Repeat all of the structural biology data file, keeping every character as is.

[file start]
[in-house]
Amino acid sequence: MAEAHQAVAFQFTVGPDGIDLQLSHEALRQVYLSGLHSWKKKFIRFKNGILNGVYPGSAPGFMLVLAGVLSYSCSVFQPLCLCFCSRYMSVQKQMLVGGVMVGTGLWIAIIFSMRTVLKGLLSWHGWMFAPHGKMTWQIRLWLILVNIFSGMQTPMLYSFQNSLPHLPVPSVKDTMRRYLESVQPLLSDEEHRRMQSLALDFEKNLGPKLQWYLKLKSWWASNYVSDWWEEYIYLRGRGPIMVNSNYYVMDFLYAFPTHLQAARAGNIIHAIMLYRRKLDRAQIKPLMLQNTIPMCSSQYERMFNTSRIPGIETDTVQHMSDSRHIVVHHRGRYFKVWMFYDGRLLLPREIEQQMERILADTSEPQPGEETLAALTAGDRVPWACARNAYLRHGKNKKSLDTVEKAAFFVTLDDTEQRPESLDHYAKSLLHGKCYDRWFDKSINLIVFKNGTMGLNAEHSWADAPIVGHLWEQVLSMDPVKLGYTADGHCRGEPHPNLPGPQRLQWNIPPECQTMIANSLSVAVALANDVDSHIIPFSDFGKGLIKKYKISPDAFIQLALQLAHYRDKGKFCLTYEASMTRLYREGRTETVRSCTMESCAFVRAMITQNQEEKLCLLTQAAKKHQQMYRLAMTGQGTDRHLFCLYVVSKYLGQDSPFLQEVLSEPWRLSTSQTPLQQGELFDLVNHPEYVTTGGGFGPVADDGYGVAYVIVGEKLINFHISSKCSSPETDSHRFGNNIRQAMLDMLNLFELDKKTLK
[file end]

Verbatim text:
[in-house]
Amino acid sequence: MAEAHQAVAFQFTVGPDGIDLQLSHEALRQVYLSGLHSWKKKFIRFKNGILNGVYPGSAPGFMLVLAGVLSYSCSVFQPLCLCFCSRYMSVQKQMLVGGVMVGTGLWIAIIFSMRTVLKGLLSWHGWMFAPHGKMTWQIRLWLILVNIFSGMQTPMLYSFQNSLPHLPVPSVKDTMRRYLESVQPLLSDEEHRRMQSLALDFEKNLGPKLQWYLKLKSWWASNYVSDWWEEYIYLRGRGPIMVNSNYYVMDFLYAFPTHLQAARAGNIIHAIMLYRRKLDRAQIKPLMLQNTIPMCSSQYERMFNTSRIPGIETDTVQHMSDSRHIVVHHRGRYFKVWMFYDGRLLLPREIEQQMERILADTSEPQPGEETLAALTAGDRVPWACARNAYLRHGKNKKSLDTVEKAAFFVTLDDTEQRPESLDHYAKSLLHGKCYDRWFDKSINLIVFKNGTMGLNAEHSWADAPIVGHLWEQVLSMDPVKLGYTADGHCRGEPHPNLPGPQRLQWNIPPECQTMIANSLSVAVALANDVDSHIIPFSDFGKGLIKKYKISPDAFIQLALQLAHYRDKGKFCLTYEASMTRLYREGRTETVRSCTMESCAFVRAMITQNQEEKLCLLTQAAKKHQQMYRLAMTGQGTDRHLFCLYVVSKYLGQDSPFLQEVLSEPWRLSTSQTPLQQGELFDLVNHPEYVTTGGGFGPVADDGYGVAYVIVGEKLINFHISSKCSSPETDSHRFGNNIRQAMLDMLNLFELDKKTLK